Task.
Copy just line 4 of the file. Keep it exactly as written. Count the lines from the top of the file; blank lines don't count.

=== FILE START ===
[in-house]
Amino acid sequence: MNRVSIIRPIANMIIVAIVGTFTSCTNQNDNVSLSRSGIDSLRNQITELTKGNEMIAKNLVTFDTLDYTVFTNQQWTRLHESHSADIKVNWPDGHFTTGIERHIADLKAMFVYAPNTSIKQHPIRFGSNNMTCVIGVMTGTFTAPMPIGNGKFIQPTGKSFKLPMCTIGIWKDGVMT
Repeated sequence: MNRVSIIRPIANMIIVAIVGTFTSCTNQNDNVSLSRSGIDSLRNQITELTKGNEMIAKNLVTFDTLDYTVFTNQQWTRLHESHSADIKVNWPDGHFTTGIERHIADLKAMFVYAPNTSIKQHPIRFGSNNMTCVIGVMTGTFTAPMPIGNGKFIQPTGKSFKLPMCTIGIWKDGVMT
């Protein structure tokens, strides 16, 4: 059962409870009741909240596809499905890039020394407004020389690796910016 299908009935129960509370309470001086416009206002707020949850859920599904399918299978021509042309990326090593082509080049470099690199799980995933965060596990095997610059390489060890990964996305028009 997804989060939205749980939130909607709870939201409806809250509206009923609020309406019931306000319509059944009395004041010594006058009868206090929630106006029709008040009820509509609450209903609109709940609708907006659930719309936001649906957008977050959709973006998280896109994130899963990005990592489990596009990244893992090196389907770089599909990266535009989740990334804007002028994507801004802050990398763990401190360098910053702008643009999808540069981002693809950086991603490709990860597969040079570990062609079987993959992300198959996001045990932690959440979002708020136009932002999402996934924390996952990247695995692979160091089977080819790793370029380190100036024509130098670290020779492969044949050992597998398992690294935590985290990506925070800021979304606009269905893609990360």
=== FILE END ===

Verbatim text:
């Protein structure tokens, strides 16, 4: 059962409870009741909240596809499905890039020394407004020389690796910016 299908009935129960509370309470001086416009206002707020949850859920599904399918299978021509042309990326090593082509080049470099690199799980995933965060596990095997610059390489060890990964996305028009 997804989060939205749980939130909607709870939201409806809250509206009923609020309406019931306000319509059944009395004041010594006058009868206090929630106006029709008040009820509509609450209903609109709940609708907006659930719309936001649906957008977050959709973006998280896109994130899963990005990592489990596009990244893992090196389907770089599909990266535009989740990334804007002028994507801004802050990398763990401190360098910053702008643009999808540069981002693809950086991603490709990860597969040079570990062609079987993959992300198959996001045990932690959440979002708020136009932002999402996934924390996952990247695995692979160091089977080819790793370029380190100036024509130098670290020779492969044949050992597998398992690294935590985290990506925070800021979304606009269905893609990360």